Schenectady, New York

Learn more about Schenectady, New York

Jump to: navigation, search
Image:Union College Nott.jpg
Union College's Nott Memorial, one of the most recognized buildings in Schenectady

Schenectady (IPA /skəˈnɛktədi/) is a city in Schenectady County, New York, United States, of which it is the county seat. As of the 2000 census, the city had a total population of 61,821. Schenectady is the 9th largest city in New York State. The name "Schenectady" is derived from a Mohawk word for "on that side of the pinery," or "near the pines," or "place beyond the pine plains."

The City of Schenectady is in eastern New York State, near the confluence of the Mohawk and Hudson Rivers. It is in the same metropolitan area as the state capital, Albany, New York; central Schenectady is about 15 miles (24 km) north-west of central Albany.

Contents

[edit] History

The area that is now Schenectady was originally the land of the Mohawk tribe of the Iroquois Nation. When Dutch settlers arrived in the Hudson Valley in the middle of the 17th century, the Mohawk called the settlement at Fort Orange "Schau-naugh-ta-da", meaning "over the pine plains." Eventually, this word entered the lexicon of the Dutch settlers, but the meaning was reversed, and the name referred to the bend in the Mohawk River where the city lies today.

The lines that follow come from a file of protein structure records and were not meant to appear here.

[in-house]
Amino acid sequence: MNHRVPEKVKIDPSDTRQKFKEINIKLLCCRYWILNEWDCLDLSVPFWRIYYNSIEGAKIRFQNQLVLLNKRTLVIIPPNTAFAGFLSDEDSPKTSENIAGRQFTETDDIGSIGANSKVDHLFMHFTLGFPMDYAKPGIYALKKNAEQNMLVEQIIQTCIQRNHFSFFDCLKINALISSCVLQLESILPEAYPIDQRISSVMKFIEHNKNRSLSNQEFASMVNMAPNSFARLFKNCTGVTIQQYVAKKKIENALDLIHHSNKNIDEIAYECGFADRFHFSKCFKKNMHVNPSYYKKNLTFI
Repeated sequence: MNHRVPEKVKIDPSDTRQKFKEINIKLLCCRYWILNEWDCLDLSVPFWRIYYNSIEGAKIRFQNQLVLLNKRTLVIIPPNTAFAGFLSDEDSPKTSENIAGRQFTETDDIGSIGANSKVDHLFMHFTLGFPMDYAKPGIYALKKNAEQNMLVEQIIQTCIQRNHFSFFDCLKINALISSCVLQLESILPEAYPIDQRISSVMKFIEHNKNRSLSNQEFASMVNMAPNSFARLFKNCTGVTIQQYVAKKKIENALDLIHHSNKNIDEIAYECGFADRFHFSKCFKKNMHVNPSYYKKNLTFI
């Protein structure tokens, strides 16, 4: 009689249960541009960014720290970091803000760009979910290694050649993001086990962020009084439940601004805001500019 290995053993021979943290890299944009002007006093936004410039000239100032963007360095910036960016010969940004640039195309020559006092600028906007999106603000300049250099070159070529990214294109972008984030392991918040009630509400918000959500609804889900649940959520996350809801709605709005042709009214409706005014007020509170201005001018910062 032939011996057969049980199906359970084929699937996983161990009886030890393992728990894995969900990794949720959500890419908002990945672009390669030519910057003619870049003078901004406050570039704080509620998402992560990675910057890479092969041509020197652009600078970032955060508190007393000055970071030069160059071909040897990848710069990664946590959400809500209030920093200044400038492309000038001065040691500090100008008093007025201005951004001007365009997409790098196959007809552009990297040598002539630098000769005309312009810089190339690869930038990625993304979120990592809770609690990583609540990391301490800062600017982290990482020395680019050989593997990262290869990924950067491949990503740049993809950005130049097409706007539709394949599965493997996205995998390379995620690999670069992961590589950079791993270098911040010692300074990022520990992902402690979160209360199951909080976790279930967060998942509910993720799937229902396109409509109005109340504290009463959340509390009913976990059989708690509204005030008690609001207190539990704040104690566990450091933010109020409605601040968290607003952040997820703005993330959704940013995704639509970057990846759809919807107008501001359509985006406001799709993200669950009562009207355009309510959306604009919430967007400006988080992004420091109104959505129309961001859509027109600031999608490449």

Contrary to popular belief, the areas consisting of Schenectady and nearby Niskayuna were not actually inhabited by the Mohawk -- at most there were "lean-to's" scattered throughout the area, enabling weary travellers and hunting parties the opportunity to stop and rest before heading to the settlements near present-day Fonda. If there were indeed settlements in the immediate area of Schenectady and Niskayuna, they most likely belonged to the Mohican, who by 1634 had been forced east of the Hudson River.

Schenectady was first settled in 1661 when the area was part of the Dutch colony of New Netherland. Settlement was led by Arent Van Curler of Nijkerk in the Netherlands, who was granted letters patent to Schenectady in 1684.